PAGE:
"Now, I think I've heard reports, and I spoke to Lee about it, I think if Dustin really wanted to argue his case, he could have, and he might have got away with that penalty shot if he really needed to. I mean, it would have been interesting to see if the two of us had have been tied or I would have won by one, whether Dustin would have got penalized that shot or not.
"I think we might have had a different scenario then. But at the time, yeah, I thought it didn't affect me, but it did, yeah. It really did.”
The 29-year old Offaly native has certainly come a long way since the first time he shed tears over golf in the US.
That was in 2009, when he make the field in Akron as a reward for his Irish Open win as an amateur just three months earlier and finished 77th in the 80-man field.
"The first time I came here, I shot 20 over for four rounds. I didn't think leaving that Sunday that I could win around here. Yeah, it obviously shows me how far I’ve come.”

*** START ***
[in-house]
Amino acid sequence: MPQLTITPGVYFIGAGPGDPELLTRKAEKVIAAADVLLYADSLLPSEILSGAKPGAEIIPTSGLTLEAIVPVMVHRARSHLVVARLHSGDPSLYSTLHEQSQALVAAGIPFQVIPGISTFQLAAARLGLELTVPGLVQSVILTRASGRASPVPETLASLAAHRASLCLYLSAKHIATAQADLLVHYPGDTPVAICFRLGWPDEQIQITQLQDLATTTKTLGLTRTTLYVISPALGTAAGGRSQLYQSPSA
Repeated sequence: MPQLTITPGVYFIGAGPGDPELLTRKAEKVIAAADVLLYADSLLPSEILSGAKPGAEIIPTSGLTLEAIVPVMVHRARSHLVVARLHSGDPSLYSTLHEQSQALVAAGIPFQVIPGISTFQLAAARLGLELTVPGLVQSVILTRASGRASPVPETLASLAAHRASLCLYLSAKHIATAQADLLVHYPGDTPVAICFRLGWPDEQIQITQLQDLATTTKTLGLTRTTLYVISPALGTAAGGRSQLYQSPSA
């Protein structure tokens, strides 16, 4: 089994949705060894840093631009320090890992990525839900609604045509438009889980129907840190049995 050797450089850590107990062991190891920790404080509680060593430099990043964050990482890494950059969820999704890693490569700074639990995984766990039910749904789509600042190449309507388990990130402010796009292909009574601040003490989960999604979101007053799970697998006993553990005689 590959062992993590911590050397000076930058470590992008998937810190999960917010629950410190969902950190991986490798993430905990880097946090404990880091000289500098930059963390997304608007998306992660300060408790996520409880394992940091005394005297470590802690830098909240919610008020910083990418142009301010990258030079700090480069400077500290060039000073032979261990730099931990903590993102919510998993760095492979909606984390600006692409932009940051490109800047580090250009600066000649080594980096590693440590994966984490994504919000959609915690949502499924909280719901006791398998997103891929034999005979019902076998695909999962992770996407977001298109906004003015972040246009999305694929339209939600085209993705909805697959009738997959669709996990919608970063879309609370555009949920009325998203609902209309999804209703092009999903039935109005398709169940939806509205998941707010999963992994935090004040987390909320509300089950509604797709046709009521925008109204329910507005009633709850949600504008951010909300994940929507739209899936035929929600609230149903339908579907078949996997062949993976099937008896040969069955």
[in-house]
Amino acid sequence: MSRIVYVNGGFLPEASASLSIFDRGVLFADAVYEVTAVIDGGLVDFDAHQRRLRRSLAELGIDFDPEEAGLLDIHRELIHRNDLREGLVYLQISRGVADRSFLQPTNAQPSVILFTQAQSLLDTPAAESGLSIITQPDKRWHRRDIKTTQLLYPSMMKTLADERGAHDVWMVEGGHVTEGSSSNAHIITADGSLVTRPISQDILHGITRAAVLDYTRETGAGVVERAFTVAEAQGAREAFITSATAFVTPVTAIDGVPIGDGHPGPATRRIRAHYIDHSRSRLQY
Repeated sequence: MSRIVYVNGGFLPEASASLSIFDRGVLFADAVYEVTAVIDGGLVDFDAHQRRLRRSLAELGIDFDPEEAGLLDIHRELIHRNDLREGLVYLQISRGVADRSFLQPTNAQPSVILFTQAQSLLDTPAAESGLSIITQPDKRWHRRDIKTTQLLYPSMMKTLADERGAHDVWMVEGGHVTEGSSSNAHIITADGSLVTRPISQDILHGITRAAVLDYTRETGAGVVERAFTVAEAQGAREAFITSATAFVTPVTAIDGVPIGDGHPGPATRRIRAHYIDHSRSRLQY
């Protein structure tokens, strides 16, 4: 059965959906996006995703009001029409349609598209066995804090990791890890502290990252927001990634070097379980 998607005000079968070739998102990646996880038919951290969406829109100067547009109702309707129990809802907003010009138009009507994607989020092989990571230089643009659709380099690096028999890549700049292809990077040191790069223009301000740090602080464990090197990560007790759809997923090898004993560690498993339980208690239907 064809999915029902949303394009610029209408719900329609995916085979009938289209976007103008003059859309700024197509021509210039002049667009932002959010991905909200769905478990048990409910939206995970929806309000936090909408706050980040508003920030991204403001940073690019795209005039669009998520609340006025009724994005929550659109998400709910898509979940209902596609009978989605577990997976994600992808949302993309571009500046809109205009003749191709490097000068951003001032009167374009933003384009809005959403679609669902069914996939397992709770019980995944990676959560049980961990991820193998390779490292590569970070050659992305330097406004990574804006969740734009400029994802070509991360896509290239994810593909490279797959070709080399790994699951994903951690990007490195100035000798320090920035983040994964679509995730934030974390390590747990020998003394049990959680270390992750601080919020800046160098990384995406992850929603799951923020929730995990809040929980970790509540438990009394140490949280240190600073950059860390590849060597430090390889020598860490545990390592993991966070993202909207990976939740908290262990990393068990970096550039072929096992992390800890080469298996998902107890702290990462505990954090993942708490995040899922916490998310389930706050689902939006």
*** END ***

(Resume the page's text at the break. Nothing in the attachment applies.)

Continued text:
Returning to talk of the Olympics, he echoed Rory McIlroy’s comments in Versailles and said that the majors and Ryder Cup were his big ambitions.
“The pinnacle of my golfing career would be to win a major or to play the Ryder Cup or to do both,” he said.
On his decision not to go to Rio, he explained: "People can believe me or say what they want about me, but no one wants to play for Ireland more than I do. Not be going down to Rio now is a little bit disappointing, but that’s just the decision I had to make.
"My wife, I'm newly married, we plan on starting a family. Obviously it was a decision I felt like I had to make. I know there’s a small risk going -- it's only a very small risk going down to Rio, but that word is still there, the risk.
"There's still a risk going down. If anything, God forbid, was ever to happen to any of my kids, if I have a family, if I'm lucky enough to have a family, if anything was to ever happen to any of my kids and it was my fault completely, I would never live with myself.
"I spoke with people last week, and that's the decision I made. I stand by that decision, and I still think it was the right one.”